I briefly mentioned our trips to Loch Ness and Hermaness in, “Top Picks of Scotland” but that was only a glimpse at our adventure looking for Nessie. Without further ado, here are the highlights of our last couple of weeks in Scotland!
Our last days in Unst were busy at the hotel. During the day we helped with renovating The Hilltop bar on Yell or cleaning in the hotel, with the occasional evening of a casual drink (or two, three, four…) in Springers bar. One of my favourite things we saw with the last of our time on Unst will delight the nature lovers out there, the Hermaness Nature Reserve!
The hike is a bit tough and swampy at times, but it’s so worth it. You can walk along feet-tingling cliffs overlooking the North Sea and even see the lighthouse on Muckle Flugga (where you can actually stay the night if you want!). The real highlight though are the incredible bird colonies that nest along the cliff faces. At this time of year only the gannets have begun to arrive, but later this spring and summer the reserve will see thousands of fulmars, gulls, shags, puffins and kittiwakes. It’s an absolutely awe-inspiring sight, and this early in the season the smell hasn’t had a chance to get too bad either.
We rolled and rocked over the North Sea; we were bound for Lerwick, capital of the Shetland islands. Some days the sea is too rough and the ferries won’t run, stranding people at the docks. Luckily for us, we had a relatively calm ride. We set up shop in one of the lounges at the far end of the ship, watching a few movies before curling up to sleep on the benches. When we initially planned to sleep in the lounge, we felt a little shy about it, but looking around we could see that we were amateurs. More seasoned ferry riders were pulling out sleeping bags, pillows, and eye masks; everything they needed for a good night sleep curled up on a bench.
My Top Five of Sweden
In the continuing series (check out the rest of Scandinavia too with Norway, Finland, and Denmark), my top picks of Sweden!
Gamla Uppsala, Uppsala
In the valley of the kings!
Gamla Uppsala is the original site of the city of Uppsala. The present day location of the city was originally called, “Östra Aros,” and overtook Gamla Uppsala in importance in the 1200’s. Prior to that, Gamla Uppsala had been an important religious, economic, and political centre since as early as the 3rd century AD. Today, around 250 barrows (including the Royal Mounds) and the old church finished in the 12th century remain, along with a newer museum. It would have been even better in the summer, when the property would have been filled with staff in costumes and the restaurant would have been open to the public, but we still had a great time. There were a lot of signs telling us about the area, the Royal Mounds, etc. and we had the place mostly to ourselves! We could walk around the grounds for free, and paid to go into the museum as well. The museum was small, but had some neat photos of the area back when it was a public place to downhill ski (!).
Long ago, as early as the 3rd century AD, a great temple was built in the name of the ancient Norse gods on the site of what we now call Gamla Uppsala in Sweden. This temple was said to be adorned with gold, and inside the people worshipped the statues of three gods. On the left was Odin the All-father, decked in armour and with his spear Gungnir. In the centre was Thor the thunder-god, the mightiest of the three, clutching his great hammer Mjolnir. On the right side of Thor was Frey, god of fertility, depicted with his immense, erect Penisnir.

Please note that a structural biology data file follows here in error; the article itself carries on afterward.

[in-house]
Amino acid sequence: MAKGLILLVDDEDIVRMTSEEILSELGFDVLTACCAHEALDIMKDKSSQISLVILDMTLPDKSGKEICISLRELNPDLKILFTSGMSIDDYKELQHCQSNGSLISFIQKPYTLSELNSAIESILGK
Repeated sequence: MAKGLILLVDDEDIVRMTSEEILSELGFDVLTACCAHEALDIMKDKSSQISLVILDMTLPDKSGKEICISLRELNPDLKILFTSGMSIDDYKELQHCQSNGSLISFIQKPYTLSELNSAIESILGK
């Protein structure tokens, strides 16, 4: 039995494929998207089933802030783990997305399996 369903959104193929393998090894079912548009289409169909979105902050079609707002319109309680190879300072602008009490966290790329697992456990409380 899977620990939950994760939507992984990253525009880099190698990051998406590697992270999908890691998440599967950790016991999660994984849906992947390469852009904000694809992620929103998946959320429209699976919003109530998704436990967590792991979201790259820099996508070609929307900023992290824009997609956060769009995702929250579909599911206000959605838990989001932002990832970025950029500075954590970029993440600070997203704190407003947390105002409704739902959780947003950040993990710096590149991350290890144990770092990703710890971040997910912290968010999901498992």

Odin, Thor, and Frey
Every nine years during the month of Goi (Feb. 15th-March 15th) a general festival for the provinces of Sweden would be held, and all the people would come to this centre of worship to sacrifice to the gods. Nine male animals of each species would be slaughtered and give blood to appease the gods. The feasts and sacrifices continued for a total of nine days, and during the course of each day a man was sacrificed along with two animals. In the nine days, a total of twenty-seven sacrifices would occur. Their bodies were hung in a grove which was adjacent to the temple. This grove was so sacred to the people that the individual trees in it were believed to be holy because of the death or putrefaction of the sacrificial victims. In this grove, even dogs and horses would hang beside human beings.
“Then, when it was least expected, Gisli turned around and ran from the ridge up onto the crag known as Einhamar. There he faced them and defended himself. Everyone in Eyjolf’s party was badly wounded, and Gisli died with so many great wounds that it was an amazement to all. They say he never once backed off, and as far as anyone could see, his last blow was no weaker than the first.”
Gisli Sursson’s Saga
Me peeking out of an Icelandic Turf Hut
Our last thing to do has been done today. We visited “Viking World” near the Keflavik airport. Though the name sounds like some rip-off carnival, it was an absolutely fascinating museum in which I learned a lot about the epic history of the Vikings.
Norse Cosmology– The Worlds of Yggdrasil
This is a very poor drawing that I worked very hard on, my version of the ancient Norse cosmology: Muspell, world of fire giants, Alfheim, world of light elves, Asgard, world of the gods, Utgard, world of the giants, Midgard, world of man, Dvergard, world of dark elves, and Niflheim, world of ice and darkness, land of the dead.